Once we'd made it to the woods, the course turned right into the trees. I was expecting it to flatten out at this point and was rudely awakened as the trail path steepened up and began to climb up even more. I did stop briefly at this point, through surprise or frustration but it was a fleeting moment and I started running again almost straight away. Further up again we went until the welcome sight of a purple hi-vis jacket of a volunteer appeared ahead.

We were told beforehand that the Marshall in the woods signalled the top of the hill and that things were downhill for the rest of the way. Indeed, there were echoes of Queen Elizabeth as the trail path took a sudden downward turn and the fun of running downhill began.

The path reached the end of the trees and took us left, bringing us back out onto the path we'd left to enter the woods. As I turned left and started bounding down the hill I felt a pop in the calf of my left foot. I'd had a similar issue at the end of last year and knew that it wouldn't be going away anytime soon but I was okay for the time being. It was sore, but I felt I could keep running for the time being.

Running downhill, a golf course in view to my left, the views across the valley to my right were beautiful. The course meanders for a little before taking another dip downhill via an out and back section. It was the run back up the hill where I felt something else pull in my calf and forced me to stop running and slow down to a walk. I ended up walking the whole return leg of the out and back section which ended with a short burst through a leafy, green tunnel/alleyway type section that comes out opposite the start and at the bottom of the line of trees that returns you back up the hill for the start of the second lap.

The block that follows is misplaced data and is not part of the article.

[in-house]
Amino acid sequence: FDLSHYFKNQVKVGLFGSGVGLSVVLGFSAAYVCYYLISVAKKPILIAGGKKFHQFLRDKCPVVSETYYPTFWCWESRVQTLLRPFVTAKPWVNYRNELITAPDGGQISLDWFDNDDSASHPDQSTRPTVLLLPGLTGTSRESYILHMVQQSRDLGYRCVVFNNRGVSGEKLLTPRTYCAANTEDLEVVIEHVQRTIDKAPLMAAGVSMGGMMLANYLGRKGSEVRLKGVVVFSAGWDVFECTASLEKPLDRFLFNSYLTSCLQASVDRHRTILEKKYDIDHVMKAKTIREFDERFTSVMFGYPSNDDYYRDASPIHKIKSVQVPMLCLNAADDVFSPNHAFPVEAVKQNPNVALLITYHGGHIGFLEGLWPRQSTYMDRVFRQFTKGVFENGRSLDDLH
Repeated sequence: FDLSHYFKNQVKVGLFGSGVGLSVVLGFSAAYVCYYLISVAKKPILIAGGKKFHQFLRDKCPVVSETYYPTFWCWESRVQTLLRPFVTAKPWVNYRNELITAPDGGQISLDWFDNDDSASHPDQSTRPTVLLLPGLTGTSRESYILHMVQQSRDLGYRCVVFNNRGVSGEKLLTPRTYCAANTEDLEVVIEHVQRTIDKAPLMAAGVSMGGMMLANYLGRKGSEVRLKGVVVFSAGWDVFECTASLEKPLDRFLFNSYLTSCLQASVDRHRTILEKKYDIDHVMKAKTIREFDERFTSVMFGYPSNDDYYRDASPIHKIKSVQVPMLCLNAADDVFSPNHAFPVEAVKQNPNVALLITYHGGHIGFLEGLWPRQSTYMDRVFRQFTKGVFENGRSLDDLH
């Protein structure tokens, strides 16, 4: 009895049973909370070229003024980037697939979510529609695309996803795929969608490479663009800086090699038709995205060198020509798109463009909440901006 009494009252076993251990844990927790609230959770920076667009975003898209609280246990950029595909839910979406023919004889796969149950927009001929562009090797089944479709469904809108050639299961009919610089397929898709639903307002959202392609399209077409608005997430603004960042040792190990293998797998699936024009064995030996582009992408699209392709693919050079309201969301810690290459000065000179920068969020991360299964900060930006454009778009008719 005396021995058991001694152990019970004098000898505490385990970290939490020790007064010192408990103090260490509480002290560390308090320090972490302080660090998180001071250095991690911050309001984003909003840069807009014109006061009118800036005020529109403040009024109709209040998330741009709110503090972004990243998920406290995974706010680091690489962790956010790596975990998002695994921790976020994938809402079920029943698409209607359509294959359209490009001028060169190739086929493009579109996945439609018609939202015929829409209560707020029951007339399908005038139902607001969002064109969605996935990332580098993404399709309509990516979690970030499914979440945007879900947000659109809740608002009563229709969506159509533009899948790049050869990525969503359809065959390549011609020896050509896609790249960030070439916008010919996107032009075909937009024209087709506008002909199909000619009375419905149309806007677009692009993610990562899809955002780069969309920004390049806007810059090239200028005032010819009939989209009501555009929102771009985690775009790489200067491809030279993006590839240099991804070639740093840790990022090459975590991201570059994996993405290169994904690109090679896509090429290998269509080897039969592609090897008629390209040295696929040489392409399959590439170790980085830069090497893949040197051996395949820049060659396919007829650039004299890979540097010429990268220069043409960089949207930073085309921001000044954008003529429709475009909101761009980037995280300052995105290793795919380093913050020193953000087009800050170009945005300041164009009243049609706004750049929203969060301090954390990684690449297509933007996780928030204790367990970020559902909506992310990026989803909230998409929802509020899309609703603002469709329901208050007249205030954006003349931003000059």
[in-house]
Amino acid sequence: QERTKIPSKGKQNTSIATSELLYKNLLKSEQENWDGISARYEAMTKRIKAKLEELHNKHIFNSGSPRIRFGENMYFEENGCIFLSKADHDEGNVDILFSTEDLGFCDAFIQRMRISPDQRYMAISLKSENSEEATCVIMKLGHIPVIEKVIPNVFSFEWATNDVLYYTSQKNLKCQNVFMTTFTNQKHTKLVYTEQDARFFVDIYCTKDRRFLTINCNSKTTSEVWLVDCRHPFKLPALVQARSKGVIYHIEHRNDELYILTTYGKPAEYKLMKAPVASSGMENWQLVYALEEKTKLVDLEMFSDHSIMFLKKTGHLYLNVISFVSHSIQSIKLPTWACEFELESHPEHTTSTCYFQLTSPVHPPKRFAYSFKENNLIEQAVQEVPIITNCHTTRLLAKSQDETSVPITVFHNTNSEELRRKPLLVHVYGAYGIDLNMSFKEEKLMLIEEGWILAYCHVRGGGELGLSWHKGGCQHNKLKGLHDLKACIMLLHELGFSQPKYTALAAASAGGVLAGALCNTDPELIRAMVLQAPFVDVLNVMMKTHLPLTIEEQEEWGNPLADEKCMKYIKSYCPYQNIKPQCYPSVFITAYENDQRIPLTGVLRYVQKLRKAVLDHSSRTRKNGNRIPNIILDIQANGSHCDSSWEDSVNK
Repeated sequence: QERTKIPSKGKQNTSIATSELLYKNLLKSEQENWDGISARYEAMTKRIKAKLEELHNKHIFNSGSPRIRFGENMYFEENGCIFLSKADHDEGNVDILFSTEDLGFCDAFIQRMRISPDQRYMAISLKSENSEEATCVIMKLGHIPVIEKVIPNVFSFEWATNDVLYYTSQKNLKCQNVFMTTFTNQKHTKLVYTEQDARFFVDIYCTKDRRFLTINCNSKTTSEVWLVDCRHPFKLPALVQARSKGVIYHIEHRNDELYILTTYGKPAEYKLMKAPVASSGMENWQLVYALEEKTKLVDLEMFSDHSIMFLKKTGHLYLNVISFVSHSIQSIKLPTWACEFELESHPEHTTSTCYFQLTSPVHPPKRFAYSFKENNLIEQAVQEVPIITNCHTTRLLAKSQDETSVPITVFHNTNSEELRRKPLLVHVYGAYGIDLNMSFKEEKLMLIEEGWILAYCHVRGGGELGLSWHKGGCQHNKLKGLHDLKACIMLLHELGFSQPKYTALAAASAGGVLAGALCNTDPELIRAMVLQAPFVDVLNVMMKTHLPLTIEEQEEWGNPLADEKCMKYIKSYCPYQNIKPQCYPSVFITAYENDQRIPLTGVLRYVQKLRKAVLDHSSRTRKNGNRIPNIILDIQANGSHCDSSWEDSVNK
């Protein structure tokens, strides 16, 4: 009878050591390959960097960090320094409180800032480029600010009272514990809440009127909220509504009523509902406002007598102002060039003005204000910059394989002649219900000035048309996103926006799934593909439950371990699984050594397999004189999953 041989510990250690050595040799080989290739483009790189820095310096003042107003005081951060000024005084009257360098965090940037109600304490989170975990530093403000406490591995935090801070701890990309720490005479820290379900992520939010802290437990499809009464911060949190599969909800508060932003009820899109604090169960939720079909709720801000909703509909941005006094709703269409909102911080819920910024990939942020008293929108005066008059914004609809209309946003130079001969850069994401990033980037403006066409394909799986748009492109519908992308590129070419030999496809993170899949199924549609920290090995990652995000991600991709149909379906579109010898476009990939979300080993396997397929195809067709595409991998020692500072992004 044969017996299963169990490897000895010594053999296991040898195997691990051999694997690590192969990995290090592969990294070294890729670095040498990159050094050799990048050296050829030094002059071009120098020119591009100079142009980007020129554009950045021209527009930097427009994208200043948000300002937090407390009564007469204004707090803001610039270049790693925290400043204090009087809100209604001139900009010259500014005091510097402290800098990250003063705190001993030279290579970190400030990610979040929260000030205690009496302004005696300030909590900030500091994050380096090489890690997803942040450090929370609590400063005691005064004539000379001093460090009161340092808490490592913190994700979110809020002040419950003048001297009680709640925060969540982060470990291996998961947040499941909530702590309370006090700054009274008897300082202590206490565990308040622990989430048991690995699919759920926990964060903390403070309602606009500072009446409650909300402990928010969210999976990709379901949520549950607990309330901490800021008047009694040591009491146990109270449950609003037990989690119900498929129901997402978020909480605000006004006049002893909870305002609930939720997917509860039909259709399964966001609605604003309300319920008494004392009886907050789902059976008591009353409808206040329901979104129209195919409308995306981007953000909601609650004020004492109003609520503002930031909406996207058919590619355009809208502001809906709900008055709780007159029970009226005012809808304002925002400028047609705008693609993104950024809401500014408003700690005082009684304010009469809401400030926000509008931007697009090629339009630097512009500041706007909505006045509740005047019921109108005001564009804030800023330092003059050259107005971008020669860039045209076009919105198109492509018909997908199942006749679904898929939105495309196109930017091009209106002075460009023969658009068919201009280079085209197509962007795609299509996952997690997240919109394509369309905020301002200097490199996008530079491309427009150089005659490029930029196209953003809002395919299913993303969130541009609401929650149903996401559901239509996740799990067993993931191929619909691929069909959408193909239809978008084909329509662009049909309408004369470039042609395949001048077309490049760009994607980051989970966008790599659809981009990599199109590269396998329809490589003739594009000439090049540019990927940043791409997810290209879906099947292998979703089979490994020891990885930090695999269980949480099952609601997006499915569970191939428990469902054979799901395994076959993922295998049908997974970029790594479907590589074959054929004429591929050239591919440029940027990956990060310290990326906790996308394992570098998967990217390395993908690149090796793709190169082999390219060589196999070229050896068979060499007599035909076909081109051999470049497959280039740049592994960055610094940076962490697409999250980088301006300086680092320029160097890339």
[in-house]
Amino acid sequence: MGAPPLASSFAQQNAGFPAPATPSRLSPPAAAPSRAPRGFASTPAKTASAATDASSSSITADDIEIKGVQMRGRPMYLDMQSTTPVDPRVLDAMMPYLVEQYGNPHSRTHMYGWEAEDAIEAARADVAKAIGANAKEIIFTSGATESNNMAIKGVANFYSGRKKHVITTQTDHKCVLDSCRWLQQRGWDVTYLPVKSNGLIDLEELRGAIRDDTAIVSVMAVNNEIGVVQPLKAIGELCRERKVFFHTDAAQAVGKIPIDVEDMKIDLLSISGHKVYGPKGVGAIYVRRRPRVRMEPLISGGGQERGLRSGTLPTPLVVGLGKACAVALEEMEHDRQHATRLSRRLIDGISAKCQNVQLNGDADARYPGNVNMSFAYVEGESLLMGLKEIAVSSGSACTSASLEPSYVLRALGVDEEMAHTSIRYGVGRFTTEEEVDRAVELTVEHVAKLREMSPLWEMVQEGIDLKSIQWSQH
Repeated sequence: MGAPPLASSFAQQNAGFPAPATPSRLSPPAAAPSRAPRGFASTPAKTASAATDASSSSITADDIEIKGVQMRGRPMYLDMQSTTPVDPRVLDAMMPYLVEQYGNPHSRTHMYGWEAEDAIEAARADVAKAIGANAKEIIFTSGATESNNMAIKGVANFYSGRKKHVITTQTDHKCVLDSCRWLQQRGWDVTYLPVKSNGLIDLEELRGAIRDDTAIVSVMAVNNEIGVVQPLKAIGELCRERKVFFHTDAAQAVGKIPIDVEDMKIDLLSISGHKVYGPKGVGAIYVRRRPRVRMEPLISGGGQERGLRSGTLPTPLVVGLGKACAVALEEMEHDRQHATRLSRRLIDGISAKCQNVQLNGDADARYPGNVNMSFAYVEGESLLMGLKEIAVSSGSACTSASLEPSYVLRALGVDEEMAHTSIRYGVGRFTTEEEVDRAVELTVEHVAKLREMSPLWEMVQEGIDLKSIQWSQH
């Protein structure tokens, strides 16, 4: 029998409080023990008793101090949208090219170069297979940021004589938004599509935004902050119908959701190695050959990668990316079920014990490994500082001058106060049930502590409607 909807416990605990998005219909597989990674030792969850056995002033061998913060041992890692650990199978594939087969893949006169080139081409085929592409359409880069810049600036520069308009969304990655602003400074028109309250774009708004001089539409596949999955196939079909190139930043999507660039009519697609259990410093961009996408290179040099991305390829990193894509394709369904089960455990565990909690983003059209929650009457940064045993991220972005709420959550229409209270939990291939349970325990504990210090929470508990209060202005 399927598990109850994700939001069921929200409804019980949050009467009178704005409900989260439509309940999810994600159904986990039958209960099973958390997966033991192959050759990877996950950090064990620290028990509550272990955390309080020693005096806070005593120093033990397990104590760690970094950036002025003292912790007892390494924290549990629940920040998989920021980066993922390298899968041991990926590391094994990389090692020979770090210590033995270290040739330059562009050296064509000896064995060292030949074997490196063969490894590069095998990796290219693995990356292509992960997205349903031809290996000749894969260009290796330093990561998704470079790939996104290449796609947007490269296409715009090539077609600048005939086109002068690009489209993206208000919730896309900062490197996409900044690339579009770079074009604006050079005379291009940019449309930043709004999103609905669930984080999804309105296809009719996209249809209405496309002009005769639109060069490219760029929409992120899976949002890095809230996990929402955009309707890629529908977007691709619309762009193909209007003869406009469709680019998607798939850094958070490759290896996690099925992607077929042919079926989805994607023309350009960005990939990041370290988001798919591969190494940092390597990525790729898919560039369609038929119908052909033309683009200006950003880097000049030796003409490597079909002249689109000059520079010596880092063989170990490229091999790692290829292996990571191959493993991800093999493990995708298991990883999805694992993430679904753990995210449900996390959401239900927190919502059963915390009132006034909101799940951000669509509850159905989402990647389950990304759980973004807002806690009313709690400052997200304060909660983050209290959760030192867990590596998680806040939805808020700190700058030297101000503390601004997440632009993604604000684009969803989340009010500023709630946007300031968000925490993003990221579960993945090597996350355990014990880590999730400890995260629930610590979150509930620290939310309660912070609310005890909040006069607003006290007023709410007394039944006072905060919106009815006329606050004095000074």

My run was over at that point but I didn't want to quit without registering a visit. I had to make it to the end whatever I did and whatever it took. It wasn't about time, as nice as it is to see a shiny new PB, whether you walk, run out jog parkrun is inclusive to all irrespective of ability.

So my second lap consisted of an awkward limp/hobble/walk back around the course admiring the views and taking photos along the route.

One of the main reasons I chose to run this event when I did was to coincide with the lavender season. Next door to the country park is a lavender farm which blooms at certain times of year. According to the lavender farm website late June - to late July is the perfect time and so I tried to tailor my schedule according. From the course you could see the adjacent fields in the near distance, vibrant and awash with violet. I suspect that I was a couple of weeks premature from seeing it at its most perfect but it was still well worth timing my visit for.

I finished 71st out of a field of 78 parkrunners with a time of 44:41. It was my slowest recorded parkrun time which I was disappointed with obviously but these things cannot be helped. As I said above, if I was concerned about the time I could have left the course unfinished and returned again another day when my injury has healed. But I'll definitely be back to beat the course that broke me to set a more reflective time - all being well!